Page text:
In the last article, I discussed digitally signing documents in Adobe Acrobat 4.0. This month, I'll show you how to use the same digital certificates in Microsoft Outlook 2000 to both sign and encrypt your e-mail, thus protecting your PDF files in transit.
Signed, sealed, but not safe
We now have the ability to digitally sign our PDF files, but this only proves that we officially gave the document our John Hancock and that the contents have not been altered since (authentication). More importantly in the legal world, it also means that we cannot deny responsibility for the document at a later stage ? for example, in contracts, negotiations, and other legal correspondence (non-repudiation).
However, in a world where much of our electronic communication is sent via e-mail over the Internet, we need to be concerned about strangers and third parties having access to confidential information. Signing a document doesn't protect or hide the content -- it's still available for the world to see, especially if you use an unsecured e-mail to deliver documents. You need to encrypt your messages for real protection.
Lock it up and keep the key
First, we need a way to digitally sign our e-mail. That is, we need a system that will let a recipient be confident that we did author and send the e-mail. Furthermore, we need the capability to encrypt our e-mail message and all of its attachments (including our digitally signed PDF documents) to prevent them from being viewed by prying eyes.
So let's look at how to actually implement this in a common e-mail package, Microsoft Outlook 2000. While I'm using Outlook in this example, the techniques and principles apply to most modern e-mail systems, although, of course, the menus and toolbars will be different.
Before we continue, make sure you have a personal digital certificate as supplied by VeriSign. For details on how to acquire one, see last month's column. Make sure that you've signed a PDF file, and that it's saved in a convenient location.
Installing your personal digital certificate
To install your digital certificate within Microsoft Outlook:
Fire up the Microsoft Outlook 2000 client.
Choose Tools Options Security.
Click the button called Setup Secure E-Mail.
Give the security settings a name; your name will do nicely.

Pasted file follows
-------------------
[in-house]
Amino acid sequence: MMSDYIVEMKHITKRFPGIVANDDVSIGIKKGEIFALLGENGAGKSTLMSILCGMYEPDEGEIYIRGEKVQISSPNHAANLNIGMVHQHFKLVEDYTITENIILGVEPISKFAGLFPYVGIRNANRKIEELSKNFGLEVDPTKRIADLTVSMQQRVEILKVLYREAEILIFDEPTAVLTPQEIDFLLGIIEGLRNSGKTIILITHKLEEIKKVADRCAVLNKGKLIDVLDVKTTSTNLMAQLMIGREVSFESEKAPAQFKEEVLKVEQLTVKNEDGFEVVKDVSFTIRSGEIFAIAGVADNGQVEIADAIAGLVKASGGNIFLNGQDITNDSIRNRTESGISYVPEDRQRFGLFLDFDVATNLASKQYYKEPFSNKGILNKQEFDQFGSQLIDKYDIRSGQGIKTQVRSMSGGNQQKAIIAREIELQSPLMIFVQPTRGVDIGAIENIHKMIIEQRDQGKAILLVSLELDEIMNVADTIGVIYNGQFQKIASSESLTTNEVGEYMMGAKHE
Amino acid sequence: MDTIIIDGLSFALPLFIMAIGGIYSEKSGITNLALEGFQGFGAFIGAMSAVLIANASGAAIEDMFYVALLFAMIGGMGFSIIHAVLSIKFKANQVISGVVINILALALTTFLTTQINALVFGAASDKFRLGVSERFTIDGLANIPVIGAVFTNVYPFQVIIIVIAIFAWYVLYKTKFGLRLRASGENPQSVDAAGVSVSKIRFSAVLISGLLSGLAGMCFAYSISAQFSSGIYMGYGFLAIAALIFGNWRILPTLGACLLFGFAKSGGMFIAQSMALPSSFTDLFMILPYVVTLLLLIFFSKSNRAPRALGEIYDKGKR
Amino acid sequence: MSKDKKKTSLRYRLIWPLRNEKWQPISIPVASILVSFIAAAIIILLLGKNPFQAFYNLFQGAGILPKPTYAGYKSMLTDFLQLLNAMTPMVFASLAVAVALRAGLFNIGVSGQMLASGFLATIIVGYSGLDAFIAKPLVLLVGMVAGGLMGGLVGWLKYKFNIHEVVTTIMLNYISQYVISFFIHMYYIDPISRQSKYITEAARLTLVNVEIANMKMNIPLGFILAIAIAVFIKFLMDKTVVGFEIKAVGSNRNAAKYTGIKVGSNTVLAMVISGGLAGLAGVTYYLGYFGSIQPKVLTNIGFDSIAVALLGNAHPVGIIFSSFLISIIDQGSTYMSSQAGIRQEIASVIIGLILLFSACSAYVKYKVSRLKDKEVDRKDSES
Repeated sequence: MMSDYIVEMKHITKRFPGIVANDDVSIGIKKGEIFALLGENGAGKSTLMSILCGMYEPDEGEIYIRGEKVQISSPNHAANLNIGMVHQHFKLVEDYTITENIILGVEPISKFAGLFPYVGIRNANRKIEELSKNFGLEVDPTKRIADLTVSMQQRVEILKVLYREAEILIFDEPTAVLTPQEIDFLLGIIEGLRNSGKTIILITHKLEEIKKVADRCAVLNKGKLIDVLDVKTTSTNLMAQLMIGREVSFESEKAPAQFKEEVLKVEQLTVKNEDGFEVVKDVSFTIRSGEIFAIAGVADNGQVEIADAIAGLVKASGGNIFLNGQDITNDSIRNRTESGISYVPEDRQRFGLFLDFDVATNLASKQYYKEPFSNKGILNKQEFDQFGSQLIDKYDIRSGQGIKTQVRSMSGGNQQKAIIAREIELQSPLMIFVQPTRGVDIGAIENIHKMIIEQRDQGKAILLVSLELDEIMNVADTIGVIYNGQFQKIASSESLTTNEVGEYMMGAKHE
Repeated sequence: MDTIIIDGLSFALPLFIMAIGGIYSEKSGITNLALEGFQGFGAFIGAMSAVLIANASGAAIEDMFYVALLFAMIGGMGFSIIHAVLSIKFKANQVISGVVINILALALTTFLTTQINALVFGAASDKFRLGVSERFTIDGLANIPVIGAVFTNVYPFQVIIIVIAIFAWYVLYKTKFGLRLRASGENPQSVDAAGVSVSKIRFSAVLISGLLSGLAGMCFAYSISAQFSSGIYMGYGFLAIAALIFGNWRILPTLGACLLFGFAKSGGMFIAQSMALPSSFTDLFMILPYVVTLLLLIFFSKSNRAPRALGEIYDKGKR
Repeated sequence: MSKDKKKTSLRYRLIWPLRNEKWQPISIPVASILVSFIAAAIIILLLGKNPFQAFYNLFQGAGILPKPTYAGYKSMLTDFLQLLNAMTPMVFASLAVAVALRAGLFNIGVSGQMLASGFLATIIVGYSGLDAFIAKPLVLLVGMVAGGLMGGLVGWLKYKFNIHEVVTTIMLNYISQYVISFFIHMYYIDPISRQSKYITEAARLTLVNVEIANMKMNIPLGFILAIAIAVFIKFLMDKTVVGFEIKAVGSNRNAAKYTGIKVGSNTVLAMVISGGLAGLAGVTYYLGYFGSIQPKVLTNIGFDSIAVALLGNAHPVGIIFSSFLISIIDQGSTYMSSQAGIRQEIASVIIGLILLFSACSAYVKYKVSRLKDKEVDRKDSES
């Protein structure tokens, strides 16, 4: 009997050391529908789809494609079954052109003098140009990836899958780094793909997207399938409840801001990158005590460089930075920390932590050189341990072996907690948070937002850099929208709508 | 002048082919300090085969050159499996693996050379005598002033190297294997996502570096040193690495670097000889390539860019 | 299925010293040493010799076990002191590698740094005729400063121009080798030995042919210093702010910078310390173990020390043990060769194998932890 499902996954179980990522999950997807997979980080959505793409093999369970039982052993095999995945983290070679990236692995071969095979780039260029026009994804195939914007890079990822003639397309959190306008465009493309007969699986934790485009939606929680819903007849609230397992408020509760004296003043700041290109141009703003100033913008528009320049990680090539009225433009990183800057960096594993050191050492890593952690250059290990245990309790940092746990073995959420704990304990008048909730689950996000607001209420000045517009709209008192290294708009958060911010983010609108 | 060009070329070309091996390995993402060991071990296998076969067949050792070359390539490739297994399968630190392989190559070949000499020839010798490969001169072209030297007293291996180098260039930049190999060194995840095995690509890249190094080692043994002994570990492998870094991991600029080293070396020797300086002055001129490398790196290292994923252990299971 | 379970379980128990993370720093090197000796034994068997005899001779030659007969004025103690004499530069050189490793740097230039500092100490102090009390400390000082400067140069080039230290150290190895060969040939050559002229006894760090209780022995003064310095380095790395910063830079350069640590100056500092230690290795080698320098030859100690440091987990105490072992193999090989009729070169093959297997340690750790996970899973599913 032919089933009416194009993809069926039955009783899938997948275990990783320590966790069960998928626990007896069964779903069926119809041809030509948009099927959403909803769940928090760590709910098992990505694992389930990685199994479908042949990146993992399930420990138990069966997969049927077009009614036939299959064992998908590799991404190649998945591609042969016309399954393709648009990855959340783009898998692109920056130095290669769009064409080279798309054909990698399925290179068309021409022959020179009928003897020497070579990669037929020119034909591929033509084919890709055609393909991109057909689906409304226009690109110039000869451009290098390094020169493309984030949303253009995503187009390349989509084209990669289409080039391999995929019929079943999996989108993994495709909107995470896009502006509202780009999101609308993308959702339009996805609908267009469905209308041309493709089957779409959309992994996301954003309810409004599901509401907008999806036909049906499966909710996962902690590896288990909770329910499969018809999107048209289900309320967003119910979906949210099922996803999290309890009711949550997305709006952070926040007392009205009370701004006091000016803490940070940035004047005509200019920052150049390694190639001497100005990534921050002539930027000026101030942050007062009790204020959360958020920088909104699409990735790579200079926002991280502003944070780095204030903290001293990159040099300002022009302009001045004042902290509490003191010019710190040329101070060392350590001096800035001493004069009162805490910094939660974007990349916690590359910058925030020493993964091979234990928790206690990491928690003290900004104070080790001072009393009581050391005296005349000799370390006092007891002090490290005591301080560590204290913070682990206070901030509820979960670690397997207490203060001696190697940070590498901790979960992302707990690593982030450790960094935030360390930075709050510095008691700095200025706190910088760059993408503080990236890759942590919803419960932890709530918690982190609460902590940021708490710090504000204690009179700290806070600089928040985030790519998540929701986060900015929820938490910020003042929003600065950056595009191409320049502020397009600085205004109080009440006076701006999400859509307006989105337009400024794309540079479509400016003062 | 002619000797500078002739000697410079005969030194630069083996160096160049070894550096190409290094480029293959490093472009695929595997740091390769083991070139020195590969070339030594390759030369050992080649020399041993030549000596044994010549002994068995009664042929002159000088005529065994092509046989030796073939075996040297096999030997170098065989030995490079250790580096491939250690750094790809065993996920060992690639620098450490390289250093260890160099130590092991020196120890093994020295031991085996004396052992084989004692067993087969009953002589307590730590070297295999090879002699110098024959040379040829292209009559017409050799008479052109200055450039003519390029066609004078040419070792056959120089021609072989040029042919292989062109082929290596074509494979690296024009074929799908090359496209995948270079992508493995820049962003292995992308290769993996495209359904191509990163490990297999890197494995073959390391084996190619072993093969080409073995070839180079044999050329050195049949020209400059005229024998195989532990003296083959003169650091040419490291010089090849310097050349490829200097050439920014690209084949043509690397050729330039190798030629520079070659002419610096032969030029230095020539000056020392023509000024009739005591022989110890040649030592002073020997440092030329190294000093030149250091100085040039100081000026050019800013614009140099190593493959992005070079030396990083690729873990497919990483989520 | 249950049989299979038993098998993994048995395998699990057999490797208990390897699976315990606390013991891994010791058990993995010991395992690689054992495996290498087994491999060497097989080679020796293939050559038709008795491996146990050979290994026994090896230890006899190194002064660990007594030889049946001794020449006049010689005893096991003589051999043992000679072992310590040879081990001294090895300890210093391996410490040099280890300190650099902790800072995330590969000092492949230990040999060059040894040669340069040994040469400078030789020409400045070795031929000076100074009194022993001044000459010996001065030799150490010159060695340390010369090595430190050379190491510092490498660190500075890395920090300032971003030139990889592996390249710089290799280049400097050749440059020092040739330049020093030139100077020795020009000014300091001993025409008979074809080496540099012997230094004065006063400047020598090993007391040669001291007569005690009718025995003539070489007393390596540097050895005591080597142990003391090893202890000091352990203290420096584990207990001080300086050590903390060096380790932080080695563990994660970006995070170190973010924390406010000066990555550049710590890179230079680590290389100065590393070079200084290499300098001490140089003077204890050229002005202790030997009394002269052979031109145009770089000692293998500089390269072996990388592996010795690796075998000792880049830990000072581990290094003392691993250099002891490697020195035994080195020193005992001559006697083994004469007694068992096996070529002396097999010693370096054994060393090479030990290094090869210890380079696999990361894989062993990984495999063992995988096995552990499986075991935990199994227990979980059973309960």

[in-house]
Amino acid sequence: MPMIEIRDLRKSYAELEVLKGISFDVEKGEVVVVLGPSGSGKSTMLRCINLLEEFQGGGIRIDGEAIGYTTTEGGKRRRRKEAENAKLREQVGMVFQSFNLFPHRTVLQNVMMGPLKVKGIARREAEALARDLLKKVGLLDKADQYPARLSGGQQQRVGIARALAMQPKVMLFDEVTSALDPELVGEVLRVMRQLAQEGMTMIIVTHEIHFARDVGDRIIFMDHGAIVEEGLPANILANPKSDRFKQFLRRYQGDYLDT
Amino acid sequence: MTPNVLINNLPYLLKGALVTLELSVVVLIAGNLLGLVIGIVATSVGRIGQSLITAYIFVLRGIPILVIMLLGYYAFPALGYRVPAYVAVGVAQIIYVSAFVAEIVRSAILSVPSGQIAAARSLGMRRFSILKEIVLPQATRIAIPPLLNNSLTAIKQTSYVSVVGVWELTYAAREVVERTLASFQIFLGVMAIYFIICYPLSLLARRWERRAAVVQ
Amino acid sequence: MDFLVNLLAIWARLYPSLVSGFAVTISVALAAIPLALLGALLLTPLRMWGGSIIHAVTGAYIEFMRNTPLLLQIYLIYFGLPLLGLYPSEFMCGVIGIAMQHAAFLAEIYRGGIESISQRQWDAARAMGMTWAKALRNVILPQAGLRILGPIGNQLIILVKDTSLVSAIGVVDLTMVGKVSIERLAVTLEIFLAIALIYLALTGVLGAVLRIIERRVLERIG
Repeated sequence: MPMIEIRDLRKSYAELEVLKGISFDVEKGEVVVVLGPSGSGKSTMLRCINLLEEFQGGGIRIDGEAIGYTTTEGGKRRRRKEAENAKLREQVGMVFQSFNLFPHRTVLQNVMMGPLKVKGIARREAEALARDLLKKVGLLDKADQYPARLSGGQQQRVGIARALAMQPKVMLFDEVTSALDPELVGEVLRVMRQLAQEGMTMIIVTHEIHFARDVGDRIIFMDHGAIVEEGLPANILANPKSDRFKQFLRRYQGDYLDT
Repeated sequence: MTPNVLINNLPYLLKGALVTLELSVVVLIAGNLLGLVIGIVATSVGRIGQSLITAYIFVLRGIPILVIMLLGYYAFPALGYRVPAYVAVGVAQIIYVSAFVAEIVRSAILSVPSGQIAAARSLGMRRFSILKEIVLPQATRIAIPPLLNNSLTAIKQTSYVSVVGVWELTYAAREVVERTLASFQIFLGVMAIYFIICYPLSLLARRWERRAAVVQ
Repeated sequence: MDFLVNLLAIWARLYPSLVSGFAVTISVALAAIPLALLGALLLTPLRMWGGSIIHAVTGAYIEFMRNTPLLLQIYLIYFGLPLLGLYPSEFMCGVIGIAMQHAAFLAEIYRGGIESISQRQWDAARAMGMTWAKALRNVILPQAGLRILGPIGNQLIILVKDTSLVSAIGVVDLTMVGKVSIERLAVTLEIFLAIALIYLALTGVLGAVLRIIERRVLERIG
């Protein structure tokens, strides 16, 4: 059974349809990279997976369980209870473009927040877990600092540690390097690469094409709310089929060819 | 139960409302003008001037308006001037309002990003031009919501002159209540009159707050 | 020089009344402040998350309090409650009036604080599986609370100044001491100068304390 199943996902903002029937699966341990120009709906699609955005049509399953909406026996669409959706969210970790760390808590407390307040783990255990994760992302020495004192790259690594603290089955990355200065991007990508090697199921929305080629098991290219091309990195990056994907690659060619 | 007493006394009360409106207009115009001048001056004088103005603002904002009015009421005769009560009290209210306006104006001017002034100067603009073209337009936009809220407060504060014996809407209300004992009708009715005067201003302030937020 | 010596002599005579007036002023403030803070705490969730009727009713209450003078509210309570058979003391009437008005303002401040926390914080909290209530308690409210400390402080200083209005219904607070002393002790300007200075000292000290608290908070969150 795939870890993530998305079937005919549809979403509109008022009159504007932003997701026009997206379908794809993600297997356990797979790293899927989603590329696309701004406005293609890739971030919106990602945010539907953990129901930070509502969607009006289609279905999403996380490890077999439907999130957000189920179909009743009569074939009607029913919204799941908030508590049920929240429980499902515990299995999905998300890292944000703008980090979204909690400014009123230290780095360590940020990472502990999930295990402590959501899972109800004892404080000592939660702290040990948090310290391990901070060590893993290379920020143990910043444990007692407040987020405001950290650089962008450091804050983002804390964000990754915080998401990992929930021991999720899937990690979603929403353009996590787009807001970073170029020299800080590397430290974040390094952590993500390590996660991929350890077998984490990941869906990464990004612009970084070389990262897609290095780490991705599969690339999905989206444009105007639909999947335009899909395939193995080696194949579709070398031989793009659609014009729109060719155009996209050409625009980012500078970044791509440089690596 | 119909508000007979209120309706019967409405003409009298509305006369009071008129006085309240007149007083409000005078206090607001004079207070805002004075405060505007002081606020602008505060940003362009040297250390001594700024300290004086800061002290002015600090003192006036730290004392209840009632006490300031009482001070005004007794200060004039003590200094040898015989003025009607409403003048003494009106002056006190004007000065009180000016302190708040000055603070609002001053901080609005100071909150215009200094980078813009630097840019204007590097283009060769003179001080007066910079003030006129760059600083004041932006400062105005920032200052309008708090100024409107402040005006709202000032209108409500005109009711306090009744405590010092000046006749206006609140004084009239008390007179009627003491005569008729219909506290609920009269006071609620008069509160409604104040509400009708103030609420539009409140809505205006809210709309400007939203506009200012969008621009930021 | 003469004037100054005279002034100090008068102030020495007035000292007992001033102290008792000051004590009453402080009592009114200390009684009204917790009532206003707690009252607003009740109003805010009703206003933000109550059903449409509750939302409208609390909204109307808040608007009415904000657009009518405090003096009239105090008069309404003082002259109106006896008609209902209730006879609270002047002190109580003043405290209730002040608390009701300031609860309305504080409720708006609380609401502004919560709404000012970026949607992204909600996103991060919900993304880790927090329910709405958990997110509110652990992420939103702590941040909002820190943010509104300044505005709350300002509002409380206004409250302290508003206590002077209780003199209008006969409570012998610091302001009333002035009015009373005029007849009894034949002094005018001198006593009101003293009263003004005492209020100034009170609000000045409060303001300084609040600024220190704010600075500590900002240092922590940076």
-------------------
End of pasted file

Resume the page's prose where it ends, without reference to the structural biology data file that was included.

Click the Choose button and select your digital certificate. Click OK.
That's it. Click OK to close the dialog box.
You now need to turn on the buttons that let you access the encryption features. To turn on the security tool buttons:
Select View Toolbars Customize.
Scroll through the categories and click Standard.
Now scroll the command window to the very bottom. You'll see two entries: Encrypt Message Contents and Attachments and Digitally Sign Message. (See the screenshot below if you're having trouble locating these.)
Drag and drop each of these onto your standard toolbar in Microsoft Outlook.
Sign and seal
Sending a digitally signed message is easy: Compose your message, and then click the Digitally Sign Message tool button (it's the one with an envelope-and-a-little-red-ribbon). Click Send, and you're done.
Sending an encrypted message requires a few more steps. If you are going to send an encrypted e-mail to a colleague, then you need his or her public certificate (this contains an individual's public key). The simplest way to get it is to have the colleague send you a digitally signed message (by default, when you send a signed message it also attaches a copy of your certificate).
After you have received the message, click Reply, and then click the Encrypt Message Contents and Attachments button (it's the mail-message-with-a-little-blue-padlock button). Click Send, and that's it. Your message and its attachments will now be scrambled, and no one other than the addressee can unscramble it.
If you need to do this on a regular basis, then you should add the recipient to your Contacts folder. That way, you'll have the option of sending an encrypted message anytime it's required.
Where to from here?
Does this seem convoluted? It is a little, but rest assured, it's only going to get easier. For now, a little practice will help you get comfortable with this e-business solution. So why don't you send me a digitally signed message? I'll reply with a signed message (and my certificate). Then you send me an encrypted message. Don't forget to include that signed PDF file you had standing by.
This article first appeared on Adobe.com. Reprinted with permission.
OK, so you want to stamp your document. Maybe you need to give reviewers some advice about the document's status or sensitivity. This tip from author Ted Padova demonstrates how to add stamps with the Stamp Tool along with related comments.